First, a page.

In the normal course, the case will be “submitted” tomorrow (Wednesday), without oral argument, and the court will have 90 days from that date to file its opinion. If the conviction is affirmed, appellant will have the opportunity to seek rehearing, if he can identify a very specific error in facts in the Court of Appeal. He can also, and universally will, file a petition for review in the California Supreme Court, identifying specific issues under specific conditions that would justify a grant of review in the Cal. Supreme court. He may also collaterally attack the conviction in the California courts by means of a writ of habeas corpus. For those federal claims that have been exhausted in state court, he may then file a petition for writ of habeas corpus in the federal district court, which could lead to the 9th Circuit Court of Appeals and the US Supreme Court.
In other words, we’ve got a long damn row to hoe before the case involving this particular repellant appellant is finally settled.
Jury selection is scheduled for Wednesday in the case of Gordon Catlett Wray, the driver accused of killing local scientist and cyclist Doug Caldwell and injuring fellow rider Scott Evans; opening arguments will follow either Wednesday afternoon or Thursday morning, depending on what time jury selection concludes. The trial will take place at the San Fernando Courthouse, 900 Third Street in the city of San Fernando, case #0SR05313. Cyclists are urged to attend to show their support for the victims.
Update: I’ve just been informed that the charge against Wray is misdemeanor vehicular homicide; as always, that could be reduced if there’s a settlement.
Thanks to John Stesney for the reminder.
Outrage from cyclists has had an effect in Mississippi, as a local DA has agreed to reopen the investigation into the hit-and-run driver who ran over a cyclist, got out of her car to look at her, then got back in and ran over her again. The victim was victimized yet again when authorities concluded that her actions weren’t prohibited under Mississippi and there was nothing they could charge her with.
Hopefully, a more thorough scouring of state laws will turn up something this time.
Personally, I vote for attempted murder. Or at the very least, a couple counts of assault with a deadly weapon.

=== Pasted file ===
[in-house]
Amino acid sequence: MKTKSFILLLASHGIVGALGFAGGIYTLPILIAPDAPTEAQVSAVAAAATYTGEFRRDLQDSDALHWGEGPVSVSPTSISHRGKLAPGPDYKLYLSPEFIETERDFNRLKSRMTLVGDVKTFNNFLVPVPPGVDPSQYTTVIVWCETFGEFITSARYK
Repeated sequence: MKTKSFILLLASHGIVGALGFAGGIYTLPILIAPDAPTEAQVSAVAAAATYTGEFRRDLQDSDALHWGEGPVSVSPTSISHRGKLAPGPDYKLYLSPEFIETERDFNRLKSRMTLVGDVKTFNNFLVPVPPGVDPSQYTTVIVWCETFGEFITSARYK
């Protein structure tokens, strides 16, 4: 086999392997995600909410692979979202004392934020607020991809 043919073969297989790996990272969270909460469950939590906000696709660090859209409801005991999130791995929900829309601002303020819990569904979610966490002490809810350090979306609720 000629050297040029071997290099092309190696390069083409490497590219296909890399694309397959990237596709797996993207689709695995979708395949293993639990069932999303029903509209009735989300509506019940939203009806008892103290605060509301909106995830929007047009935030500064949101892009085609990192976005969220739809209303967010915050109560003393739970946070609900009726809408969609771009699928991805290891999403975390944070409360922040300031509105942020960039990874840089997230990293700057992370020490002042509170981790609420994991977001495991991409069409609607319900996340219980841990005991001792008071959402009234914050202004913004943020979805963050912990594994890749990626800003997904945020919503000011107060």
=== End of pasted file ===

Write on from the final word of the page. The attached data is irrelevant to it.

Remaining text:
Finally, thanks to George Wolfberg, and Tim Rutt of Altadenablog, for forwarding the New York Times report on noseless saddles designed to help put a little less pressure on the groins of male riders, and help them get a little more wood out of the saddle.
Not that you have a problem with that, of course.
Ted, I jjust want to get something straight because I might’ve misconstrued this.
In the US, you get subsidised to commute to work with massive subsidies to those who drive?!
The fact that anybody gets a subsidy to travel just sounds bats**t crazy to me.
It’s more an indirect subsidy in the form of free parking, traffic enhancements, various tax breaks, etc, but all things that don’t benefit cyclists or other alternative transport users. I think the idea here is just to level the playing field, and reward people for the parking they don’t use, and the impact they don’t have on traffic.
See that I don’t have such an issue with, although to me that still should be something between the employer and the employee where you negotiate for a car park as part of your overall remuniration package – for instance if I wasn’t working 30mins walk (5mins ride) from work, I’d probably see if I could negotiate for work to subsidise my transit pass with copious finger pointing towards those who get free parking and going “oi, whaddabout me?!”
Just my understanding was that either state or federal government was subsidising motoring, perhaps via tax breaks by about $200 a month or something? Or maybe thats just something I read that was happening in Oregon.
Actually since most “free” parking is required by codes in one form or another, it is Government Subsidy. Add in all the streets that have been added or modified for motor vehicle use (sometimes exclusively) and you get subsidies of several trillions of dollars since the 1920s in the US.
I should’ve been a little more clear as I completely agree when it comes to on road “free” parking, however if a private company decides to lease/own a building which has car parking for staff then that is their decision.
Tell you what I find moderately amusing is whacking my libertarian mate over the head whenever he rags on rail here about how it is government owned and shouldn’t be subsidised by simply asking him what his thoughts are on the fact that the Interstate Highway system and the effects it had on privately owned railroads – he still hasn’t answered that one yet. Hahahaha.
Good point. I’ll have to remember that one.
Thanks for finding out the charges in the Doug Caldwell case. I had no idea there was such a thing as misdemeanor homicide. Seems like an odd concept to a non-lawyer type like me: You killed somebody in a criminal act, but it wasn’t that bad.
On the sentence, if I understand CA sentencing law correctly, the soonest this kid could see daylight would be 2037, and if he doesn’t impress the parole board he may never be outside bars again. This just seems like such a waste.
I think that’s the right word for it. I always try to find the benefit in any situation, but other than finally getting a dangerous drunk off the road — way too late — there just isn’t one here.